HEINEKEN today announced its 2030 water vision in support of United Nations Sustainable Development Goal 6, dedicated to water protection. “The world needs to pay more attention to water,” said Jean-François van Boxmeer, Chairman of the Executive Board/CEO of HEINEKEN. “Water is a precious, but unfortunately undervalued, resource. By 2025, two thirds of the global population could be living in water-stressed conditions. We need to do more to protect water so communities living in water-stressed areas can continue to thrive.”
HEINEKEN is committed to water protection. Water is important to HEINEKEN as beer is 95% water and great beer requires high quality water. That is why over the past decade the company has lowered its water usage by almost a third from 5 hectolitres of water per hectolitre of beer, and has already surpassed its original 2020 target.
Under HEINEKEN’s ‘Every Drop’ water ambition for 2030, the Dutch brewer commits:
To fully balance within the local watershed, every litre of water used in our products in areas that are water stressed. The brewer also commits to work collaboratively with other users of the watershed so that its health is protected, which is essential for the communities around it to thrive.
To maximise water circularity in water stressed areas through recovery, reuse and recycling and to treat 100% of our wastewater worldwide.
To reduce water usage to an average of 2.8 hectolitres of water per hectolitre of beer (from 3.2 hl/hl) for breweries in water stressed areas and to 3.2 hectolitres of water per hectolitre of beer (from 3.5 hl/hl) on average for all breweries worldwide.
Going forward, the company feels that mostly focusing on lowering water usage will not be enough. To keep a watershed healthy and communities thriving, users of a watershed should focus more on replenishing the water they use. This can be done by investing more time and effort on activities like reforestation, landscape restoration, desalination and water capture and by working closely with other water users in the protection of this shared asset.
Today, of the 170 breweries the company operates around the world, 26 are in water-stressed areas. Over the last decade, the company has learned that protecting water resources requires a highly contextual approach to the specific watershed in question. That is why to fulfil this ambition, HEINEKEN is developing individual targets for each brewery in water-stressed areas and prioritising the most relevant actions for each local watershed.
To realise this vision, HEINEKEN has developed a water triangle which comprises the three key focus areas the company will undertake for each brewery in a water stressed area. These areas need to be considered holistically with the aim of having the highest impact on the health of the watershed and the communities around it.
While the company will continue to focus on lowering its usage of water by improving water efficiency in its operations, greater focus will be placed on water circularity (the reuse and recovery of water), and water replenishment and collaboration.
While there is much work ahead to fulfil its vision, HEINEKEN can build on experiences acquired in the last decade. Today HEINEKEN is already undertaking water-balancing programmes in several water stressed areas across the world. For instance in Spain, 1 billion litres of water are restored yearly through a wetland restoration program in Doñana, in southern Spain. In Malaysia, the company is investing in rainwater harvesting projects that will help communities save water. In Indonesia, HEINEKEN works with employees and communities to install ‘biopori’ holes: narrow, meter-deep pits dug into the soil and filled with vegetable scraps and compost material. By slowing rainwater runoff, biopori holes preserve water and prevent flooding.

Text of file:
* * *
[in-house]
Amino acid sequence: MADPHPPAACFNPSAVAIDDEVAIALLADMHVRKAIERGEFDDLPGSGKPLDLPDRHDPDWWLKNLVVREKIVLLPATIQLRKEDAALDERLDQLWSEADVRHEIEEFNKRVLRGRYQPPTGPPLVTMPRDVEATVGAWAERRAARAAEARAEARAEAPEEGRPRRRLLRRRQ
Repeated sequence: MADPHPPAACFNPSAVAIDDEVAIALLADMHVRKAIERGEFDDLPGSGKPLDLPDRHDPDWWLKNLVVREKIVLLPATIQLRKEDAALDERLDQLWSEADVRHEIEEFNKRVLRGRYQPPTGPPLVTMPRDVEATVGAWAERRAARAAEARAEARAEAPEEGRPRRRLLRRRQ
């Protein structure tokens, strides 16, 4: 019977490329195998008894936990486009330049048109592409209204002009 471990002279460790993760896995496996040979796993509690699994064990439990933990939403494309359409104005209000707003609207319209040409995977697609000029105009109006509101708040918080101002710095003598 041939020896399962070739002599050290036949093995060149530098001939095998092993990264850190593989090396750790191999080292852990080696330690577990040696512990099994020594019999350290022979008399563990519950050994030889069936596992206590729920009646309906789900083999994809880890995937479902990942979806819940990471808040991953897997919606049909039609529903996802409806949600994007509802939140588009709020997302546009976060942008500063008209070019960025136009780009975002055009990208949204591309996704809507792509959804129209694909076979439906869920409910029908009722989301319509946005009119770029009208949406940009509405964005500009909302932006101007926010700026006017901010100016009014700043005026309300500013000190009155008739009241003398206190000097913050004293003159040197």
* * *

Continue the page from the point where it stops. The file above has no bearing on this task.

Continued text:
Over the years, HEINEKEN has also learnt the importance of collaboration. As many users tap into shared resources, maintaining the health of a watershed also has to be a shared effort. In Mexico, through the Monterrey Water Fund, the company is working collaboratively with others in reforestation. Newly planted trees have absorbed more than 450 million litres of water; helping to mitigate flooding and improve water infiltration. In Indonesia, as a consequence of working alongside the United Nations Industrial Development Organisation (UNIDO), HEINEKEN is part of a water alliance (‘Aliansi Air’), in which government, businesses, NGOs and local community groups work together on water conservation and pollution reduction in the Brantas river basin.
Today HEINEKEN already treats 96.5% of its wastewater worldwide, returning it clean to the environment. The company aims to go one step further by increasingly reusing treated wastewater in its own operations and sharing treated water with other users.
In addition, as most of HEINEKEN’s water footprint comes from agriculture, it will initiate a number of pilot projects in areas which depend on irrigation in order to grow more barley with less water. The brewer will also be working with farmers to improve farming practices and test seed varieties that are more drought tolerant and disease resistant.
HEINEKEN has been a signatory of the UN CEO Water Mandate since 2009 and is an active member of the Beverage Industry and Environmental Roundtable.